Project description:The cornea remains in a state of deturgescence, maintained by endothelial cell Na+/K+ ATPase and by tight junctions between endothelial cells that limit entrance of fluid into the stroma. Fuchs' endothelial corneal dystrophy (FECD) was initially described by Fuchs in 1910 as a combination of epithelial and stromal edema in older patients. It manifests as bilateral, albeit asymmetric, central corneal guttae, corneal edema, and reduced vision. When edema is severe, the corneal epithelium can detach from its basement membrane, creating painful bullae on the anterior surface of the cornea. The course of this dystrophy can be further accelerated after intraocular surgery, specifically cataract extraction. Pseudophakic bullous keratopathy (PBK) is endothelial cell loss caused by surgery in the anterior chamber. If the corneal endothelium is damaged during surgery, the same spectrum of symptoms as found in FECD can develop. In the nineteenth century, penetrating keratoplasty was the only surgical procedure available for isolated endothelial disease. In the 1960s, Dr. José Barraquer described a method of endothelial keratoplasty using an anterior approach via laser-assisted in situ keratomileusis (LASIK) flap. In 1999, Melles and colleague described their technique of posterior lamellar keratoplasty. Later, Melles et al. started to change host dissection using simple "descemetorhexis" in a procedure known as Descemet's stripping endothelial keratoplasty. Following the widespread adoption of Descemet's stripping automated endothelial keratoplasty, the Melles group revisited selective Descemet's membrane transplantation and reported the results of a new procedure, Descemet's membrane endothelial keratoplasty (DMEK). Recently, some eye banks have experimented with the preparation of DMEK/Descemet's membrane automated endothelial keratoplasty donor tissue that may help the surgeon avoid the risk of tissue loss during the stromal separation step. Recently, the authors described a new bimanual technique for insertion and positioning of endothelium-Descemet membrane grafts in DMEK.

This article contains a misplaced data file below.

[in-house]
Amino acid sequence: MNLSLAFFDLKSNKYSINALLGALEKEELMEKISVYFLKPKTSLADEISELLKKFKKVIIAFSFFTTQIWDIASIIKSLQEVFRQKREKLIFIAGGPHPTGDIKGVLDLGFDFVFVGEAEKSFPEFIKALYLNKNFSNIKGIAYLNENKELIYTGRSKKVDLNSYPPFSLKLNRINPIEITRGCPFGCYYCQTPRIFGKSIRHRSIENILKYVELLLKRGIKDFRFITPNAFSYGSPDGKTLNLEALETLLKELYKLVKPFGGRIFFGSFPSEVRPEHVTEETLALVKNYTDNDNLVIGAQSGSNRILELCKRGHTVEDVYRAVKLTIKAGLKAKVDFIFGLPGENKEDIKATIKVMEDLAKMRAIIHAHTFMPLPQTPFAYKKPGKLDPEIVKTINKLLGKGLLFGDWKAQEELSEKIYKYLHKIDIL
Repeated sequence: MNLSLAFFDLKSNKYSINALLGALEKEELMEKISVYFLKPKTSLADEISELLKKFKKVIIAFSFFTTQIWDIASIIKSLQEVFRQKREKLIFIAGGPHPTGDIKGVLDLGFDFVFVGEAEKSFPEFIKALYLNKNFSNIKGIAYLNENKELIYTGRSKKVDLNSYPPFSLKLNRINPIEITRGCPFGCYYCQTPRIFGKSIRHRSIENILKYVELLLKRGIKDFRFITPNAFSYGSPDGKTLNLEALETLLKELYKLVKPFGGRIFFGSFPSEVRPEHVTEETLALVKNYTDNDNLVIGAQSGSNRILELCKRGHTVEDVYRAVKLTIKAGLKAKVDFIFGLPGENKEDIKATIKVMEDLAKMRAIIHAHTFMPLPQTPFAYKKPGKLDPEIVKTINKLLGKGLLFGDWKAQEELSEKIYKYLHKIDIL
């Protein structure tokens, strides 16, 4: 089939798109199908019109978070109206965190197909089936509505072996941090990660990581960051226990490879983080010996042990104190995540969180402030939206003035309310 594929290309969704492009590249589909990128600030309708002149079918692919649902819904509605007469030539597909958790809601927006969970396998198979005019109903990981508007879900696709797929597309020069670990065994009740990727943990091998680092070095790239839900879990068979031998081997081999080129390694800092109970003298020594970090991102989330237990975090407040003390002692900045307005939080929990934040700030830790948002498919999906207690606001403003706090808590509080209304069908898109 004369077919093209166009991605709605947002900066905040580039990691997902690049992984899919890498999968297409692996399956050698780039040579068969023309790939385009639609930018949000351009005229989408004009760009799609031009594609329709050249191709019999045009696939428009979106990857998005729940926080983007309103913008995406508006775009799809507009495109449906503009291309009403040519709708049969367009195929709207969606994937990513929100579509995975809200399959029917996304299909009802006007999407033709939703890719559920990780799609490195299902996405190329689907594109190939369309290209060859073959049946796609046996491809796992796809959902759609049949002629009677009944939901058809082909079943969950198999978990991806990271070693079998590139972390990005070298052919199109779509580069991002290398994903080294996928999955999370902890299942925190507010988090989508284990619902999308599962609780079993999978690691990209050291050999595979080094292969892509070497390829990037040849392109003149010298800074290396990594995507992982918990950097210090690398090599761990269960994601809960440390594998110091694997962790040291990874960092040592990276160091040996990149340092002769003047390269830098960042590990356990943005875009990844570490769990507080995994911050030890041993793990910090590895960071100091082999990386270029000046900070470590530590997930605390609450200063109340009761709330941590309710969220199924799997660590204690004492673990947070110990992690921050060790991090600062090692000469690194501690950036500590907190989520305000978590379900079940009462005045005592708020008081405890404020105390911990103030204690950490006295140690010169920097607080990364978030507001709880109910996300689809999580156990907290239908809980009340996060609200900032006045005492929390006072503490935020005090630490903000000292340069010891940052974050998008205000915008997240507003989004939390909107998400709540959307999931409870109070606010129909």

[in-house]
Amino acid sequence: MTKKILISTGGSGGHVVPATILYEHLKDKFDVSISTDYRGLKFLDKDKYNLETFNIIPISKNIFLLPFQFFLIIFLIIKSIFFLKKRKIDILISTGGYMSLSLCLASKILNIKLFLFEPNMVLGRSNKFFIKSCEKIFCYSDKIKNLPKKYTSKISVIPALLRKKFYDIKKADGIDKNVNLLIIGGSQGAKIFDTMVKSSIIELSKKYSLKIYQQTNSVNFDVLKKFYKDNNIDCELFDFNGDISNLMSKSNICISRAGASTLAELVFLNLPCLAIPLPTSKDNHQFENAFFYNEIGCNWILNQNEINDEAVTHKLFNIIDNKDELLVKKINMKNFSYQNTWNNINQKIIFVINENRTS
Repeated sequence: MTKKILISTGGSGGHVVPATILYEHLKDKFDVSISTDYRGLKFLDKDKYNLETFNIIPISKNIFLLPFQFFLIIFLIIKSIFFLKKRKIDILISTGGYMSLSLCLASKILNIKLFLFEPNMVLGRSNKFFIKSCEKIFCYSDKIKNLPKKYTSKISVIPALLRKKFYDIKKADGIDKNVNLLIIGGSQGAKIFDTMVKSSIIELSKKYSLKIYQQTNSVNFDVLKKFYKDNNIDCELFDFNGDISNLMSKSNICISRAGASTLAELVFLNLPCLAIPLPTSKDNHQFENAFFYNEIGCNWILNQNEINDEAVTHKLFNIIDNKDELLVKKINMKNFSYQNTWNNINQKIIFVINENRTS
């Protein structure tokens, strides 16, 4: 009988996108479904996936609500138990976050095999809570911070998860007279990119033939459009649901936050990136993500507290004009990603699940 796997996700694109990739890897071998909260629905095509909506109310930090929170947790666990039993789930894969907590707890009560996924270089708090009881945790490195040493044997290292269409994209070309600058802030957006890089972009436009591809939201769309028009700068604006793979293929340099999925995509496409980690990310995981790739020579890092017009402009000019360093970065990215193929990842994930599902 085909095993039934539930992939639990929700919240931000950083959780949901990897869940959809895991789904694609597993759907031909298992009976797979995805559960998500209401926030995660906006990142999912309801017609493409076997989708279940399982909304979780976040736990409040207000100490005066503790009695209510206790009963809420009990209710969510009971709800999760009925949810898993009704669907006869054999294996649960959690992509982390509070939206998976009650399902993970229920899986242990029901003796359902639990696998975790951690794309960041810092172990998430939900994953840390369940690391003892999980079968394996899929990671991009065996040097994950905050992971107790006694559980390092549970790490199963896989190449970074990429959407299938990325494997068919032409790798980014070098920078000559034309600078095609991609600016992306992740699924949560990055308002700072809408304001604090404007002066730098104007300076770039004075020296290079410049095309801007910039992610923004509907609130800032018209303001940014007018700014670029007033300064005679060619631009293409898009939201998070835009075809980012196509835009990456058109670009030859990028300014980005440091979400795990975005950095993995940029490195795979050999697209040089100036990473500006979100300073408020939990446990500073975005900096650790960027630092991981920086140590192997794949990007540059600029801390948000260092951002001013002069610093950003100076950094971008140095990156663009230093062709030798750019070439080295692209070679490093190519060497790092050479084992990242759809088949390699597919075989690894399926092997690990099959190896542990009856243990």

Project description:Fuchs' endothelial corneal dystrophy (FECD), which affects approximately 5% of the population over 40 in the U.S.A., is a major cause of corneal transplantation. FECD is associated with mutations of a variety of unrelated genes: SLC4A11, COL8A2, TCF8, and LOXHD1. The current pathological description of the dystrophy includes deficiency of corneal endothelium (CE) pump function and induction of the unfolded protein response (UPR). This study aims to determine the contribution of the two mechanisms by assessing the expression levels of (1) seven endothelial ion transporters known to regulate stromal hydration and (2) UPR related genes in a set of six CE samples obtained from FECD patients compared to that of normal controls.CE samples collected during FECD keratoplasty or from an eye bank (normal control) were transferred into an RNA stabilizing agent and refrigerated. Total RNA from each CE specimen was individually extracted. The expression levels of ion transporters and UPR genes were tested using quantitative real-time (RT) PCR and a UPR specific PCR array, respectively.In normal CE, the comparative expression levels of ion transporters in decreasing order were SLC4A11, Na(+)/K(+) ATPase, pNBCe1, and NHE1, followed by the isoforms of monocarboxylate transporters (MCTs). In FECD samples, Na(+)/K(+) ATPase and MCTs 1 and 4 were significantly downregulated compared to normal controls (p<0.05). The PCR array tested 84 UPR related genes. Data analysis showed upregulation of 39 genes and downregulation of three genes, i.e., approximately 51% of the tested genes had their expression altered in FECD samples with a difference greater than ± twofold regulation. Thirteen of the altered genes showed significant changes (p<0.05). The PCR array results were validated by quantitative RT-PCR.FECD samples had evident UPR with significant changes in the expression of the protein processing pathway genes. The significant downregulation of ion transporters indicates simultaneous compromised CE pump function in Fuchs' dystrophy.